Kanye West has never been a very traditional figure, whether in his personal life or his artistic life. Continuing his long string of weird career moves, Kanye became a beggar. He took to Twitter to beg Facebook’s Mark Zuckerberg (ironic, right?) for money. And not just a little money. Kanye begged Zuckerberg for $53 million dollars.
Every new year brings with it a flurry of New Year’s resolutions. (We hope that your resolutions are going well, by the way.) Most of us have relatively simple resolutions. We resolve to go to the gym more often, lose a pound or two here or there and finally get around to working on that perfect work-life balance that people are always talking about. But Facebook’s Mark Zuckerberg isn’t really like the rest of us; his New Year’s resolutions are a bit… extravagant.
As you may have heard by now, Facebook’s Mark Zuckerberg and his wife Priscilla Chan announced that they will be donating 99% of their Facebook shares. But, in the strictest sense, that’s not exactly true, and the way the couple is going about giving their money away has raised quite a few eyebrows.
The incredible rise of the Facebook system began in 2008 when an internal valuation sat at $4 billion, by 2009 an investment from Russian firm Digital Sky Technologies took the company to $6.5 billion.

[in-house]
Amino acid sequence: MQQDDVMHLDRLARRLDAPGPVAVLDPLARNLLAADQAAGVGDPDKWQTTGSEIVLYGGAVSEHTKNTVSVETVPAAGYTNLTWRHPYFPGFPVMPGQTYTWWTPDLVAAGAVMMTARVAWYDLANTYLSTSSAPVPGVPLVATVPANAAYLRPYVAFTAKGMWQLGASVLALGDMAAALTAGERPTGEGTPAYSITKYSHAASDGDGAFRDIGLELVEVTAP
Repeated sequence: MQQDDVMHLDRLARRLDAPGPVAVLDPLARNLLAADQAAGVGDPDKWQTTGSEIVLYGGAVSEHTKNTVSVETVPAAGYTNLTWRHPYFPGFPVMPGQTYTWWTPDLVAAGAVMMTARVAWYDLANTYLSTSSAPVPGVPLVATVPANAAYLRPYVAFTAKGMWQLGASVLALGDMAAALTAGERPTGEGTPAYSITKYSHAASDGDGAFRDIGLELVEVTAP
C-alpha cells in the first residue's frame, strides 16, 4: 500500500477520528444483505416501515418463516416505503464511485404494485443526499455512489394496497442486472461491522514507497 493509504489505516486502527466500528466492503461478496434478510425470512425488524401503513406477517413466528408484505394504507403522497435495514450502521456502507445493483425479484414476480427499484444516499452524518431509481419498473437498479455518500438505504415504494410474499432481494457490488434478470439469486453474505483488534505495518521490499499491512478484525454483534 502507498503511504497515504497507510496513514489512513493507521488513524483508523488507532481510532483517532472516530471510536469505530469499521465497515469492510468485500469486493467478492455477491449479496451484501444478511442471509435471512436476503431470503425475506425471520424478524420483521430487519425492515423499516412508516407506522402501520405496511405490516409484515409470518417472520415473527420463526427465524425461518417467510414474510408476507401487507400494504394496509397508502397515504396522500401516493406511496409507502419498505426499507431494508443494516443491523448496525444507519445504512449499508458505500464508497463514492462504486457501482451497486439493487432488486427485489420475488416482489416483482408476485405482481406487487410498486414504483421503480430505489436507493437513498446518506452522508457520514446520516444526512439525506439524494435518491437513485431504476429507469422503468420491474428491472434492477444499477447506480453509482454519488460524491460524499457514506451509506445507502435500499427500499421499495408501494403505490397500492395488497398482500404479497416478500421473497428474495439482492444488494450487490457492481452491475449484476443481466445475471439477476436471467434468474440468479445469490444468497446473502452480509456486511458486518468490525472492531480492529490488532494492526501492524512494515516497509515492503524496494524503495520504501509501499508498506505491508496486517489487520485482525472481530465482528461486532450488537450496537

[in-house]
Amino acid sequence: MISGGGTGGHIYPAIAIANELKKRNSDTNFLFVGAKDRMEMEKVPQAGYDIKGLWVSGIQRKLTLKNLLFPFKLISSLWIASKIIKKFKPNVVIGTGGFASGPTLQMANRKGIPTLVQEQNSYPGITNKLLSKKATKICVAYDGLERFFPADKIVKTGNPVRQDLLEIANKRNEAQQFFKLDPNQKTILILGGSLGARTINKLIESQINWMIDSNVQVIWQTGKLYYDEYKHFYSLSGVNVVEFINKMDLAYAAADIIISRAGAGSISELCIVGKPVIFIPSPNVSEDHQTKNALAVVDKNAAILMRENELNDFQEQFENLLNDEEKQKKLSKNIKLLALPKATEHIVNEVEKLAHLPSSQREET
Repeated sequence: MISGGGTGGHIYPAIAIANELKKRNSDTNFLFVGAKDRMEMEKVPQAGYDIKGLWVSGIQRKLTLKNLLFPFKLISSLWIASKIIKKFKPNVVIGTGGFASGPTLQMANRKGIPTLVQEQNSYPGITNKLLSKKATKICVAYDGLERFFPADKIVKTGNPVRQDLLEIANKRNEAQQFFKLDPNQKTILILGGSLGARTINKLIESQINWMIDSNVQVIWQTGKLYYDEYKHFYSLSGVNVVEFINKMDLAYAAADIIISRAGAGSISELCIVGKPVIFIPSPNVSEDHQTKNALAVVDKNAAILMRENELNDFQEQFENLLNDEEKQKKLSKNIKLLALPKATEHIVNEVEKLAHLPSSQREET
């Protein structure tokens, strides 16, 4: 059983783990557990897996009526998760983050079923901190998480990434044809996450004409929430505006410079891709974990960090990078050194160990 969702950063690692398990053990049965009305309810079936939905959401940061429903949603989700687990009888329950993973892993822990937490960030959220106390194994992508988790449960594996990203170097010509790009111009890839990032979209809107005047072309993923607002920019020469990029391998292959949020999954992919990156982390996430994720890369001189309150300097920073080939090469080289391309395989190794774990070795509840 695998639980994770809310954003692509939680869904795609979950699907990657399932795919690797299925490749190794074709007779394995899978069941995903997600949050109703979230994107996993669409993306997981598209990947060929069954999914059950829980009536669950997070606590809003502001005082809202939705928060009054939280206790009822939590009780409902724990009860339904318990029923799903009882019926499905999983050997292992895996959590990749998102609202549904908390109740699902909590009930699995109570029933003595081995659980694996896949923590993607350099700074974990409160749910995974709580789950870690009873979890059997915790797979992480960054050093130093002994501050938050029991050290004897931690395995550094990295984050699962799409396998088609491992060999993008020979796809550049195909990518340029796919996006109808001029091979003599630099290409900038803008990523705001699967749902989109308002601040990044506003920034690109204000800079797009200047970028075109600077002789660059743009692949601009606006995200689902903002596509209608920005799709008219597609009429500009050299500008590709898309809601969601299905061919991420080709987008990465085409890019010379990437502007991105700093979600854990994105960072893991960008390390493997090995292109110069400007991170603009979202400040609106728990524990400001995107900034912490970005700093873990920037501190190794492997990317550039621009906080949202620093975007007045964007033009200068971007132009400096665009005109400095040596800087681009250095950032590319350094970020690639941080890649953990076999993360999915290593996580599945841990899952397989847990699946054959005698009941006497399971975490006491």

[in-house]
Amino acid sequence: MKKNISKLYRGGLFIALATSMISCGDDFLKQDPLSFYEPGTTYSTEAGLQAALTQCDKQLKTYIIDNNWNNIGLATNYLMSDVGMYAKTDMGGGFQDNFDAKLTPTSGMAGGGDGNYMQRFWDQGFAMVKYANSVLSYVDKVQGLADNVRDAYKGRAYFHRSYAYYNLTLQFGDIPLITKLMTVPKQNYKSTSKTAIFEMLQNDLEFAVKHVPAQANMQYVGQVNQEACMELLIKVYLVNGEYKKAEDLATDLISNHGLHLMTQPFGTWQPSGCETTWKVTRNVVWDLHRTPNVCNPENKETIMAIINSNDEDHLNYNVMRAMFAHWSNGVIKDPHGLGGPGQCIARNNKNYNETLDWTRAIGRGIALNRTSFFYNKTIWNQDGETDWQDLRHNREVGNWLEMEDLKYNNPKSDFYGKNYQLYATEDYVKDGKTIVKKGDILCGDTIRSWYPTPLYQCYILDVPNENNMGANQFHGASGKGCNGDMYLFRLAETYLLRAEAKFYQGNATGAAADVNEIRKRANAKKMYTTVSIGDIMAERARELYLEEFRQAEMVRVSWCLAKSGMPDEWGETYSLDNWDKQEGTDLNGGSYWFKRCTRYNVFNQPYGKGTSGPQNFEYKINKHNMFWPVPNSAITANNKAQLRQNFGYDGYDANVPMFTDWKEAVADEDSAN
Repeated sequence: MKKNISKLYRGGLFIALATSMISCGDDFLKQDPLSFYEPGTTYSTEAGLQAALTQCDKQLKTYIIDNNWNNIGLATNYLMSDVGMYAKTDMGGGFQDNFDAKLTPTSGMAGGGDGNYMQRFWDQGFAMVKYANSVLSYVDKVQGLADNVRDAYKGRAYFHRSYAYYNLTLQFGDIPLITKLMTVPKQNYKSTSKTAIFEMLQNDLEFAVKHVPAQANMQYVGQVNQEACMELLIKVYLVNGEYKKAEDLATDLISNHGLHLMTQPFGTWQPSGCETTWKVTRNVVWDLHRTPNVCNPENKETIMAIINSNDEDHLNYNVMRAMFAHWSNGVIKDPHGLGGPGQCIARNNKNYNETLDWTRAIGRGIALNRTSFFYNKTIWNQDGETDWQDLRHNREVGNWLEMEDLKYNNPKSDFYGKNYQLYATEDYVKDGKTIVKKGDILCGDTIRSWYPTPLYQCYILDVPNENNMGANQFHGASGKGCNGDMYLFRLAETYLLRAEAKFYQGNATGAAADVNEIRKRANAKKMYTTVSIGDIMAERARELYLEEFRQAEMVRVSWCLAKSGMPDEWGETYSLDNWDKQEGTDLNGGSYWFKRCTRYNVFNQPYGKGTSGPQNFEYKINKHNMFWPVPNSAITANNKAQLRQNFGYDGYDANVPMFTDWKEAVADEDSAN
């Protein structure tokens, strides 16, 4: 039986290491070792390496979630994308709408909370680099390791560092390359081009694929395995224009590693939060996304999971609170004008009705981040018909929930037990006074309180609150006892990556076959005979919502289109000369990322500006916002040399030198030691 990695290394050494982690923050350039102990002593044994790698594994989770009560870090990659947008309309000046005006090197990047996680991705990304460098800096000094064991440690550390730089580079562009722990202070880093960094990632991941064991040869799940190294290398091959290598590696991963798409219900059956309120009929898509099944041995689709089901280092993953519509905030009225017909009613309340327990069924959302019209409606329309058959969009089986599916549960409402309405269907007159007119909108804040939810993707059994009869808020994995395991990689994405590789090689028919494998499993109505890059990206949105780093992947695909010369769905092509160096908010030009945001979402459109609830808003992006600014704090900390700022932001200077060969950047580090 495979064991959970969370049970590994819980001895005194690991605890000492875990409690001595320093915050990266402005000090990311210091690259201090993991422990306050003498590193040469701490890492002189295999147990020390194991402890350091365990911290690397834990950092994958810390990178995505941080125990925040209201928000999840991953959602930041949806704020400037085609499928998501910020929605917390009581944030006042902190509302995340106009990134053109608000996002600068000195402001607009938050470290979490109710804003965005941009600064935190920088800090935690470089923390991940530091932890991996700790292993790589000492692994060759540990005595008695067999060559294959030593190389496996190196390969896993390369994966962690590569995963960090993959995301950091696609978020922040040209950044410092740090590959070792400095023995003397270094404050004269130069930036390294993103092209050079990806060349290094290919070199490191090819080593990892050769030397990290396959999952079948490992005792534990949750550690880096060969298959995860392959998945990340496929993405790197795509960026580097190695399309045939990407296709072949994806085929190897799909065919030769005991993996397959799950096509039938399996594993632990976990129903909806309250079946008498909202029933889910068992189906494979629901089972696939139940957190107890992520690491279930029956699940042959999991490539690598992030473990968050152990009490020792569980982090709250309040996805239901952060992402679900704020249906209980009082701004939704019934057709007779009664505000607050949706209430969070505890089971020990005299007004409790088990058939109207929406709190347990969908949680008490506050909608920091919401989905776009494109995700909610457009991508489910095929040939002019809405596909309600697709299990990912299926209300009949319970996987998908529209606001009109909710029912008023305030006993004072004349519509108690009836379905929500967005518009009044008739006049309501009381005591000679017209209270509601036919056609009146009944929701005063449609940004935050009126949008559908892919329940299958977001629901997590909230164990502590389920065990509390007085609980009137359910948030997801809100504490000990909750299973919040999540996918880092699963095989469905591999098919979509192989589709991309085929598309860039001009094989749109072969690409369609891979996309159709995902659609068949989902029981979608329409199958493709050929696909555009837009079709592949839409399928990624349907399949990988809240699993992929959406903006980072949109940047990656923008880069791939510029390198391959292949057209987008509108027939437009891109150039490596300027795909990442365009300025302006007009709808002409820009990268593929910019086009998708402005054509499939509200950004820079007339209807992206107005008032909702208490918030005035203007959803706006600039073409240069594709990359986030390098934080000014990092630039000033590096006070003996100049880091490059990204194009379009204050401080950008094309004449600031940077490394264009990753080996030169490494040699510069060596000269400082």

Fast forward to 2010 and the company was quickly valued at $12 billion during the start of the year a number that quickly climbed to $34 billion by year end and then climbed again to $50 billion by the start of 2011. [Read more…]
Have you ever visited ‘facebobk.com’, ‘facemook.com’, ‘wwwfacefook.com’, ‘ffacebook.com’ and ‘faecbook.com’?
Well, Facebook is suing the holders of these domain names and 20 others, accusing them of infringing its trademark. In its suit, the holders of these domain names were essentially referred to as typosquatters. This practice relies on typographical errors or wrong spelling made by Internet users when keying in a website address. Should a user accidentally enter an incorrect website address, they may be led to an alternative website owned by a cybersquatter.
There are a number of ways in which a typosquatter can benefit from this and among them could be traffic from the wrongly spelled domain name, especially if it’s from a site as Facebook.
But then again, could there actually be a reason to think that suits for typosquatting can actually be nothing more than plain harassment or bullying?